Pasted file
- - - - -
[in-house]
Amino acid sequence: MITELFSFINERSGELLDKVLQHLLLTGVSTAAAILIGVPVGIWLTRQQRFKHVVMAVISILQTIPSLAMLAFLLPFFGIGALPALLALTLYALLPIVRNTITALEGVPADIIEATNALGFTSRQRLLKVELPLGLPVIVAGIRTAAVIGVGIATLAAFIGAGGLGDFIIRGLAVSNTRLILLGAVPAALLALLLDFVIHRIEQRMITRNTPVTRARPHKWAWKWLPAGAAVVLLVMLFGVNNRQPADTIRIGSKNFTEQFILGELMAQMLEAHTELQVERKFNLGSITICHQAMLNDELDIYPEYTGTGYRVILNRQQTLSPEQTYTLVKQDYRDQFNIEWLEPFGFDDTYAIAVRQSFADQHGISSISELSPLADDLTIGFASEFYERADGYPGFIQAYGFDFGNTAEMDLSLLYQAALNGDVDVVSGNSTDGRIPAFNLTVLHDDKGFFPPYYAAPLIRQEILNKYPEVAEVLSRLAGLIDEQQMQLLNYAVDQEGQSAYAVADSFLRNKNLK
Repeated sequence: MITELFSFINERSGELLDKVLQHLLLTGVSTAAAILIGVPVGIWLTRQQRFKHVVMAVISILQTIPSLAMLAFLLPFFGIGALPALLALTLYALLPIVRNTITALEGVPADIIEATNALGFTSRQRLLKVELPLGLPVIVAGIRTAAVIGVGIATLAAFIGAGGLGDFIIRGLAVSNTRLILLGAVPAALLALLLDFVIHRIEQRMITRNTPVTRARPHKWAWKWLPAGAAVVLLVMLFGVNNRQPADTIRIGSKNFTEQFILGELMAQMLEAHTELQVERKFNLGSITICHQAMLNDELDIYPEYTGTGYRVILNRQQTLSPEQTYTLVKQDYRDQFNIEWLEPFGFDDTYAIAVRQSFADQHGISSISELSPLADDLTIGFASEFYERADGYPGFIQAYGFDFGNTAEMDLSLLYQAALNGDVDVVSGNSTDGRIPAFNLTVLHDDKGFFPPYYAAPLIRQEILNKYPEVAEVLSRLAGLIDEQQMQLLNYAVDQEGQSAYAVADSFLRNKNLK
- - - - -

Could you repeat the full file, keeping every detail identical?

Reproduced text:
[in-house]
Amino acid sequence: MITELFSFINERSGELLDKVLQHLLLTGVSTAAAILIGVPVGIWLTRQQRFKHVVMAVISILQTIPSLAMLAFLLPFFGIGALPALLALTLYALLPIVRNTITALEGVPADIIEATNALGFTSRQRLLKVELPLGLPVIVAGIRTAAVIGVGIATLAAFIGAGGLGDFIIRGLAVSNTRLILLGAVPAALLALLLDFVIHRIEQRMITRNTPVTRARPHKWAWKWLPAGAAVVLLVMLFGVNNRQPADTIRIGSKNFTEQFILGELMAQMLEAHTELQVERKFNLGSITICHQAMLNDELDIYPEYTGTGYRVILNRQQTLSPEQTYTLVKQDYRDQFNIEWLEPFGFDDTYAIAVRQSFADQHGISSISELSPLADDLTIGFASEFYERADGYPGFIQAYGFDFGNTAEMDLSLLYQAALNGDVDVVSGNSTDGRIPAFNLTVLHDDKGFFPPYYAAPLIRQEILNKYPEVAEVLSRLAGLIDEQQMQLLNYAVDQEGQSAYAVADSFLRNKNLK
Repeated sequence: MITELFSFINERSGELLDKVLQHLLLTGVSTAAAILIGVPVGIWLTRQQRFKHVVMAVISILQTIPSLAMLAFLLPFFGIGALPALLALTLYALLPIVRNTITALEGVPADIIEATNALGFTSRQRLLKVELPLGLPVIVAGIRTAAVIGVGIATLAAFIGAGGLGDFIIRGLAVSNTRLILLGAVPAALLALLLDFVIHRIEQRMITRNTPVTRARPHKWAWKWLPAGAAVVLLVMLFGVNNRQPADTIRIGSKNFTEQFILGELMAQMLEAHTELQVERKFNLGSITICHQAMLNDELDIYPEYTGTGYRVILNRQQTLSPEQTYTLVKQDYRDQFNIEWLEPFGFDDTYAIAVRQSFADQHGISSISELSPLADDLTIGFASEFYERADGYPGFIQAYGFDFGNTAEMDLSLLYQAALNGDVDVVSGNSTDGRIPAFNLTVLHDDKGFFPPYYAAPLIRQEILNKYPEVAEVLSRLAGLIDEQQMQLLNYAVDQEGQSAYAVADSFLRNKNLK